Who doesn't wonder what coworkers make? Most employees view salary as more than a figure for negotiation—it's also a telling measure of their value and worth to an employer. A little more openness about salary would arm workers with the knowledge that they can ask for more, be satisfied with what they're getting, or at least know what to expect if they get promoted.
Websites like Salary.com, Vault.com, and SalaryExpert.com have begun to tear away at the secrecy of salary data, and a new entry into the market aims to pull the cover back a bit more. Glassdoor.com, which launched in beta earlier this month, offers user-submitted salary information specific to positions and employers. The information is free, but available only when users submit their personal salary data or written reviews of their employer. Glassdoor reviews every submission, and its executives say that employers can also contest fictitious data.
Among the salaries submitted for Google, as of this writing 47 show its software engineers make between $50,000 and $150,000. The 43 submissions for Yahoo! software engineers show them earning $70,000 to $128,000. Much of the site's information is for the technology sector, and there are still too few entries for many companies to be useful. (An entry for a Pixar story artist shows they make bank—$155,000—but is that high or low for Pixar? It's hard to tell if there's only one piece of data to draw from.)
So while some users will log on just for the pleasure of peeping at what other people make, others will wonder how they can use the information to boost their own income.
Here are some tips:
Don't ask for more just because someone else is getting it: Thanks to the wonders of the Internet, you now know that your $71,000 salary as a program manager at ABC Corp. is pretty low. You know that at least two other program managers at ABC are getting bigger paychecks. You're irritated, sure, but you should resist the temptation to storm into your boss's office and demand: "Guess what I just found out?" That approach will almost surely backfire.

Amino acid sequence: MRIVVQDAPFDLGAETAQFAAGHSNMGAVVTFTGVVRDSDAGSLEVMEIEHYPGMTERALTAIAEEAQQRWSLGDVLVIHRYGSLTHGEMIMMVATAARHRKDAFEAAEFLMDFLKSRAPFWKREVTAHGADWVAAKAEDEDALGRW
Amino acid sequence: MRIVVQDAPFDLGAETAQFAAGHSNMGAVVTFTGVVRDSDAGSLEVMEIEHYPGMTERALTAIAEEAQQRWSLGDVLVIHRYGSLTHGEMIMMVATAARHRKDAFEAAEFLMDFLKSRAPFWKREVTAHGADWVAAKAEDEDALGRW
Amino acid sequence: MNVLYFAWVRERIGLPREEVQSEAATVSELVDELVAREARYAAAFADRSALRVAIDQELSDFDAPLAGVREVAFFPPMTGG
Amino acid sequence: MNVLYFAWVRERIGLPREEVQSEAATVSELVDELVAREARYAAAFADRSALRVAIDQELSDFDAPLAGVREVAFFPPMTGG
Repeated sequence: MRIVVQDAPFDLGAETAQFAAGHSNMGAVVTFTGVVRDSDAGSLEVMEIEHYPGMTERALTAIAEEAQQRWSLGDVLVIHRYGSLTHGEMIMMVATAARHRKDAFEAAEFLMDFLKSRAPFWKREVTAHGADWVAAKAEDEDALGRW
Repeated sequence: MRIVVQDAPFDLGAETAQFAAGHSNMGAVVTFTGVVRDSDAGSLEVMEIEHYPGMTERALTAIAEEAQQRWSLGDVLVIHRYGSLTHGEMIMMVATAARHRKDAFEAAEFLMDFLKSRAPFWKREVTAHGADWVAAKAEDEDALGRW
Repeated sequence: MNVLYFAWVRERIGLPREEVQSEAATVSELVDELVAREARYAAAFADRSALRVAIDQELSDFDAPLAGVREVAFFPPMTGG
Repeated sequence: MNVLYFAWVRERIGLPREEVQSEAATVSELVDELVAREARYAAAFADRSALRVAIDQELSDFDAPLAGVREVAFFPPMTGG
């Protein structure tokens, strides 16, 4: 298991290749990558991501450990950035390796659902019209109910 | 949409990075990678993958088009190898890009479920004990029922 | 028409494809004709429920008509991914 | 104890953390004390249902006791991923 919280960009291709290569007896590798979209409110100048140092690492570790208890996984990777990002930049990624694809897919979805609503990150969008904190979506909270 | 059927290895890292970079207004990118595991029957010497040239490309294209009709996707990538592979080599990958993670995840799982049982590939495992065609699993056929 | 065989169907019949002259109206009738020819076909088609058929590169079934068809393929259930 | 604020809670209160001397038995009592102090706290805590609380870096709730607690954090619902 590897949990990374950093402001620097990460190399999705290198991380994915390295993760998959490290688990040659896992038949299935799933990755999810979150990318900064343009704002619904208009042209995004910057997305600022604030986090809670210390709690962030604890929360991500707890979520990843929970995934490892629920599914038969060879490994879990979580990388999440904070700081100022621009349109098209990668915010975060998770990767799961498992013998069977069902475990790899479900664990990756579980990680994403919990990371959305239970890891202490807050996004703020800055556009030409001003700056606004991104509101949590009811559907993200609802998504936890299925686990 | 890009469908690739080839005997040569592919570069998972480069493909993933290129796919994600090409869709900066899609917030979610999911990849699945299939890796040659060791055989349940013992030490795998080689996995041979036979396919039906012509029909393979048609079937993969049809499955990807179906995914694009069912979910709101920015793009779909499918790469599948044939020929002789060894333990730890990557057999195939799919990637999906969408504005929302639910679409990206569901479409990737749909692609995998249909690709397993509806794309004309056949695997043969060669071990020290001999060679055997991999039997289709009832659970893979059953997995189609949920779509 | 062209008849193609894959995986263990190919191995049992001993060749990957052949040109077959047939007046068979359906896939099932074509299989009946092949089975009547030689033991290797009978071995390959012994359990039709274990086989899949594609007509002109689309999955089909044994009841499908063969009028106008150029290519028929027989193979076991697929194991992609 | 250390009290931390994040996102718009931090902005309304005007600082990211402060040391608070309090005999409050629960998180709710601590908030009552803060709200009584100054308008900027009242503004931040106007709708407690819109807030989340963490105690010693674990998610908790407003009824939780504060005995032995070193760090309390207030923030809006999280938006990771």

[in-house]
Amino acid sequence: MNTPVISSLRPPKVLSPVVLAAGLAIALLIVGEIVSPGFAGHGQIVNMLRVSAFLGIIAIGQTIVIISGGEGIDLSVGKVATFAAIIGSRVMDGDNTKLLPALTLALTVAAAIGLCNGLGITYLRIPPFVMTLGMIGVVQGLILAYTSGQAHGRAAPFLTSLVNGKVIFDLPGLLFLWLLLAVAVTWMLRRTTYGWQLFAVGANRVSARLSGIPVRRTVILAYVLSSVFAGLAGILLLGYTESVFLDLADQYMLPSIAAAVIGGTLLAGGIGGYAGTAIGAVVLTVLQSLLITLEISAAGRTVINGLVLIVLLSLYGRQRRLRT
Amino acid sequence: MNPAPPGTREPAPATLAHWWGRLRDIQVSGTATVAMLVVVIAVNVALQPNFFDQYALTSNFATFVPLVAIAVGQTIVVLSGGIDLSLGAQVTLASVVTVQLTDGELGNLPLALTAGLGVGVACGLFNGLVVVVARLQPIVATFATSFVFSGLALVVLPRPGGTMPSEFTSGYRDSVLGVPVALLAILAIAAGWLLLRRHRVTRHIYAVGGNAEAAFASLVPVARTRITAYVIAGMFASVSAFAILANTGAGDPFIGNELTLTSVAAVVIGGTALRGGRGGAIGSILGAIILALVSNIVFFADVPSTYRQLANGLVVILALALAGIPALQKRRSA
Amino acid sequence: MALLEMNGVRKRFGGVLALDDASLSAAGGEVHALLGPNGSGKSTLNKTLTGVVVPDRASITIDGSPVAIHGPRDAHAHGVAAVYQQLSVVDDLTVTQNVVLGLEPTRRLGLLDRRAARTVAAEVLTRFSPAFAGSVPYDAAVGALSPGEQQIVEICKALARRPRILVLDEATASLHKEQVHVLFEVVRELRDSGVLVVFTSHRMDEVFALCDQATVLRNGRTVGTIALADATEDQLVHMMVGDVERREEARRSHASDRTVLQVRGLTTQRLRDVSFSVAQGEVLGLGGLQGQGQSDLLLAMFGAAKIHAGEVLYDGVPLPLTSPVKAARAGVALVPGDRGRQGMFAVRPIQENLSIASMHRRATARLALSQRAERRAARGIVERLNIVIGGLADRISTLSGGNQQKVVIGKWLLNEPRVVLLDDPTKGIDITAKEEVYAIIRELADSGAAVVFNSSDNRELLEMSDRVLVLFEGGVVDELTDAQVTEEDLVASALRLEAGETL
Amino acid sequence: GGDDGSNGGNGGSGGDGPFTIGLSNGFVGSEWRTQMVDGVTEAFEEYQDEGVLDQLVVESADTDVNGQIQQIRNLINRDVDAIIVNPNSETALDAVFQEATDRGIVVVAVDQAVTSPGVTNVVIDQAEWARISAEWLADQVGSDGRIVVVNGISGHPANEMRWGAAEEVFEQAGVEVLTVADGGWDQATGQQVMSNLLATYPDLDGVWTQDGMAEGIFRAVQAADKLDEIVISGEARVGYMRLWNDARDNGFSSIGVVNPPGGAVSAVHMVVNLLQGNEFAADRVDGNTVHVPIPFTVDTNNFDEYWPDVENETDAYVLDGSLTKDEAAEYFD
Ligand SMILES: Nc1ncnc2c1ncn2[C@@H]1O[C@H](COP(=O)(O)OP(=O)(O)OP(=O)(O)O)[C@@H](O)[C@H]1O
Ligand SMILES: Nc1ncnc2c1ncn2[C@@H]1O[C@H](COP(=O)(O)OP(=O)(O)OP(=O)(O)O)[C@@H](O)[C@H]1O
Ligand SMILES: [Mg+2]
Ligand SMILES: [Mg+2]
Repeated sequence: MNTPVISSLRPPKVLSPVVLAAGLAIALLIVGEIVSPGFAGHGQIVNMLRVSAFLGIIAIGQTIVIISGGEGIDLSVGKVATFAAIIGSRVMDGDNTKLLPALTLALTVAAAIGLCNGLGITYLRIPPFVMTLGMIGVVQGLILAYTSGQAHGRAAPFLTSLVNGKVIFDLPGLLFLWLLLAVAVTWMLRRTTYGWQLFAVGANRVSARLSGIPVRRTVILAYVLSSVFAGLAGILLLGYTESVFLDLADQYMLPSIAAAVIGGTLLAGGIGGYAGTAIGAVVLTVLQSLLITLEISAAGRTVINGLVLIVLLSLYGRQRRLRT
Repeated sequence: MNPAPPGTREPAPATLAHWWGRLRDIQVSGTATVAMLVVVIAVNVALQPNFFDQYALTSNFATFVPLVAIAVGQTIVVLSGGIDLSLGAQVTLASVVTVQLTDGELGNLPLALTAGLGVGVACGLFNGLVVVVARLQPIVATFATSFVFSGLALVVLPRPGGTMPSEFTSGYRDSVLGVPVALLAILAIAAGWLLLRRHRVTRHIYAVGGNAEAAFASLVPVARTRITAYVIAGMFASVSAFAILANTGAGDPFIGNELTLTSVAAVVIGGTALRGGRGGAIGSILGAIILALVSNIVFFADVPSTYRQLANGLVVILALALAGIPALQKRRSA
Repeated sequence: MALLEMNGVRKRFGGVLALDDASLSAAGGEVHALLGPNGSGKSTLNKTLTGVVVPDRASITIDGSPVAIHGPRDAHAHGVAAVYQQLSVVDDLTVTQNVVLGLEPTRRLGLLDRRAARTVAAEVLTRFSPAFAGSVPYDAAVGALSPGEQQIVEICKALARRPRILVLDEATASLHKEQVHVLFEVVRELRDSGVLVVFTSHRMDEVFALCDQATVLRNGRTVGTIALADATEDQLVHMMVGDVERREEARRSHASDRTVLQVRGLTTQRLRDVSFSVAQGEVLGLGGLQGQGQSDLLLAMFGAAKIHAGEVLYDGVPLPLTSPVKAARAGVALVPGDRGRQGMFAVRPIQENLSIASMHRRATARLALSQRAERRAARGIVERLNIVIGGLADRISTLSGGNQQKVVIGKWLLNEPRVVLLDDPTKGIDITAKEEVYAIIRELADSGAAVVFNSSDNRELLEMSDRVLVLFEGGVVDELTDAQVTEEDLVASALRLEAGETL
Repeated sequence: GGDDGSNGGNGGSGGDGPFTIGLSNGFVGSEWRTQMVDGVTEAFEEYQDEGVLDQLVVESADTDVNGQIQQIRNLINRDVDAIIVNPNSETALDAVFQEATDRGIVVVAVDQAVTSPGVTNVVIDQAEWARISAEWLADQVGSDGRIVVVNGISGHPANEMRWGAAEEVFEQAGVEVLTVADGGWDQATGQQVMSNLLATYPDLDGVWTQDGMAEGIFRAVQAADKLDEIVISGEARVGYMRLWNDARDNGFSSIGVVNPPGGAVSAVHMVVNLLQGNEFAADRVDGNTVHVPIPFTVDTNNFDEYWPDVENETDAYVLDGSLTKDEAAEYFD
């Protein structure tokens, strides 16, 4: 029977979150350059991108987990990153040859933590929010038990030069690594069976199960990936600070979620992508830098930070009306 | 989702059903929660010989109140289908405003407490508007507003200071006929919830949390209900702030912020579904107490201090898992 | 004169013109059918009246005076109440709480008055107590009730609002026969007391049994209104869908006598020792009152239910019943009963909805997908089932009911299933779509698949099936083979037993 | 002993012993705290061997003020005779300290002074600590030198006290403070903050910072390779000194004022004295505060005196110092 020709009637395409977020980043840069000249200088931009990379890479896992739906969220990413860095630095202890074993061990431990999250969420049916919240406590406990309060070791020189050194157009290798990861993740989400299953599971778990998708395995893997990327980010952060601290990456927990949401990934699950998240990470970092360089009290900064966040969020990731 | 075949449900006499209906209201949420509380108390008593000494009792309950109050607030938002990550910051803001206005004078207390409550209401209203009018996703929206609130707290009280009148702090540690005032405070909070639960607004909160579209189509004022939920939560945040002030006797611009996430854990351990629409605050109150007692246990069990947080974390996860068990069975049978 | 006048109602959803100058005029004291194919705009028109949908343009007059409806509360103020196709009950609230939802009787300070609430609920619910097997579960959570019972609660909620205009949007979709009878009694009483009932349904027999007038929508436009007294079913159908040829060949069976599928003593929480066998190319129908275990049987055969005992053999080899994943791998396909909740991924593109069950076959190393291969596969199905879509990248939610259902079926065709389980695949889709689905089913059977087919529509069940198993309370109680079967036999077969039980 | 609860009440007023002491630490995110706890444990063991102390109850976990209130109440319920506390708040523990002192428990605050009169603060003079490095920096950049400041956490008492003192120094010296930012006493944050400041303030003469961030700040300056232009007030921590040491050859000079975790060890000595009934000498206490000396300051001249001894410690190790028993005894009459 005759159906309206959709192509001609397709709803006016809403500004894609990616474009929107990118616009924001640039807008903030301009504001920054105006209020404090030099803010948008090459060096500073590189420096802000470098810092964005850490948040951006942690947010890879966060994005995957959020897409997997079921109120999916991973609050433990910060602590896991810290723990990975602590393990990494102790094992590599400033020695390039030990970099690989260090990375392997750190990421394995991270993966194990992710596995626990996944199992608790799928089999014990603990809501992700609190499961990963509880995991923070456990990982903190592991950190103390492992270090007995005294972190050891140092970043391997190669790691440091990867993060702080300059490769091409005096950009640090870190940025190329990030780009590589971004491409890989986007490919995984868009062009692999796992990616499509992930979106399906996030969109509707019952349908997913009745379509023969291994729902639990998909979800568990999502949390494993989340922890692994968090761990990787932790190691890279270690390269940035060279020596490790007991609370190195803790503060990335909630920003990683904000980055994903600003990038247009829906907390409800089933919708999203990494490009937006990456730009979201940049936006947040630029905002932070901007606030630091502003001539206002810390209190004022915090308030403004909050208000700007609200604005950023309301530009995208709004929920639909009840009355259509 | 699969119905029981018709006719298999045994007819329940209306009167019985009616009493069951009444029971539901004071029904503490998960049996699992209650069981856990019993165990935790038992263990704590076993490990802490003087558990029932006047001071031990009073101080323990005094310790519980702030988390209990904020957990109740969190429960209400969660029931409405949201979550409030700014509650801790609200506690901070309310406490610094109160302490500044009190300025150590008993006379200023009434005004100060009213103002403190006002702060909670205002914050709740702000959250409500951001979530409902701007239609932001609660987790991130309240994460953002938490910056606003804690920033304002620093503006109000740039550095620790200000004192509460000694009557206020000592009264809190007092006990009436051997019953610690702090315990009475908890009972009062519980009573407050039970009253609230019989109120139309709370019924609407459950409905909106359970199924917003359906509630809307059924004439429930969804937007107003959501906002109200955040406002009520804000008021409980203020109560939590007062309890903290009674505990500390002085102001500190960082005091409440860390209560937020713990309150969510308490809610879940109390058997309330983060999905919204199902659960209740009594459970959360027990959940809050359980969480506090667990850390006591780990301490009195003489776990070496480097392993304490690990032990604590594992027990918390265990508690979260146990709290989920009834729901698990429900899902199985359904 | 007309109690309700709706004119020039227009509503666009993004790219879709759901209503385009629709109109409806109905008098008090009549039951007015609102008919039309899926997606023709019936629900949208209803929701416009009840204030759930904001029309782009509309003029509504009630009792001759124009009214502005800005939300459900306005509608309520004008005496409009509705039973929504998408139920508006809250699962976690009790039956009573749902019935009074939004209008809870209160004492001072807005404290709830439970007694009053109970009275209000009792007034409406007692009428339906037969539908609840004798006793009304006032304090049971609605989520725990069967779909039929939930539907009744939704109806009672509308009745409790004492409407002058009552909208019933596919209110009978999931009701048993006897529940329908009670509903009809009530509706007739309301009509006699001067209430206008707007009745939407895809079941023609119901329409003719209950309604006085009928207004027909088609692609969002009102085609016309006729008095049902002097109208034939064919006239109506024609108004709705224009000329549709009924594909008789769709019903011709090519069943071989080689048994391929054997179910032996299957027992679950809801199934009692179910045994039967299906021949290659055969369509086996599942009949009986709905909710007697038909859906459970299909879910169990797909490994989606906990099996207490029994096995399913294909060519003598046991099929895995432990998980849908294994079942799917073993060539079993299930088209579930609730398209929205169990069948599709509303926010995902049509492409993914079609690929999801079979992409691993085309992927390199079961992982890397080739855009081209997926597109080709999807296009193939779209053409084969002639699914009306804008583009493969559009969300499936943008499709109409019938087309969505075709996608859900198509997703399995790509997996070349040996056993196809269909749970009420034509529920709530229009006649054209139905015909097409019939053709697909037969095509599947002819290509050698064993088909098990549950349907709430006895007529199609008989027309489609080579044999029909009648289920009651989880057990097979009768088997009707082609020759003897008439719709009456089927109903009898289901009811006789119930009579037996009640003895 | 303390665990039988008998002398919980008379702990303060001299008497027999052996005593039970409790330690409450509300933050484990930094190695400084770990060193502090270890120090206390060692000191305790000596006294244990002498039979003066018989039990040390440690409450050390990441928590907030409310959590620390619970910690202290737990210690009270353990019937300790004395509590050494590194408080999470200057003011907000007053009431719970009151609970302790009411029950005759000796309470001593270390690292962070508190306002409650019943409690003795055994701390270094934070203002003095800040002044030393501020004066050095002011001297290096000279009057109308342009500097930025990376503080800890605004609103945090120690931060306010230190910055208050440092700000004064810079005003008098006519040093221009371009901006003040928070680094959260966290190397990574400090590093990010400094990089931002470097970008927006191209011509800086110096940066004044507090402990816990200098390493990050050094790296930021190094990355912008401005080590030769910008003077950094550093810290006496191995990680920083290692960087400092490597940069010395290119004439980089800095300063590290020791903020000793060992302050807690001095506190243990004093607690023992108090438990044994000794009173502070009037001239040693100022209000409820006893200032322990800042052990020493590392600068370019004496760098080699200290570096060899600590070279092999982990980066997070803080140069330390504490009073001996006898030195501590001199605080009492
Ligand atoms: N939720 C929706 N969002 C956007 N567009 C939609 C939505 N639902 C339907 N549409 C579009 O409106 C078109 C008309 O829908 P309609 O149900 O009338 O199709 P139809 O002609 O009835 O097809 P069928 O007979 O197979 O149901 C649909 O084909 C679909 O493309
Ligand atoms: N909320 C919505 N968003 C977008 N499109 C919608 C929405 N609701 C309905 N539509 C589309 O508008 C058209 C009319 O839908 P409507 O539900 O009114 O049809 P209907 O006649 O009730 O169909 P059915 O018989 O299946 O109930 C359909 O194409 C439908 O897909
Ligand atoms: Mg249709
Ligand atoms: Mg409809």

"I'm not a real advocate of gunning for a salary increase," says Linda Rolie, a career counselor in Ashland, Ore. Just because you now know that a coworker makes more money than you do isn't, by itself, a compelling or enticing argument for a salary increase, Rolie says. Candidates should stand on their own merits: the contributions they've made, the money they have earned or saved the company, their relationship-building skills, their teamwork. The goal is to present yourself and your appeal in a way that is well thought out, organized, and honest.
Use salary data as a gauge: The hardest part of salary negotiating is that employees often don't know whether an offer is good, says Gregory Northcraft, a professor in the College of Business at the University of Illinois-Urbana-Champaign, and coauthor of Get Paid What You're Worth. Many people fear making a foolish choice—not negotiating for more and leaving lots of money on the table, or turning down an offer that was actually pretty high for the position and industry.
That means that getting a look at what your coworkers are making, or what the industry pays for your position, can help anchor your expectations, Northcraft says. When it comes to a job offer, you should know "whether you're in a position to push a little more or whether you're basically pushing them as hard as you're going to be able to," he says.
Make your research part of the conversation: This is different than making it the thrust of the conversation. You might try to introduce your salary research by noting that you've reviewed data on a website, and it appears that there is more room in your salary range. In a negotiation, Northcraft says it's entirely appropriate to ask what accounts for the difference in pay between individuals at the high end of the range and those at the low end—whether it's education, performance, experience, or some combination of those.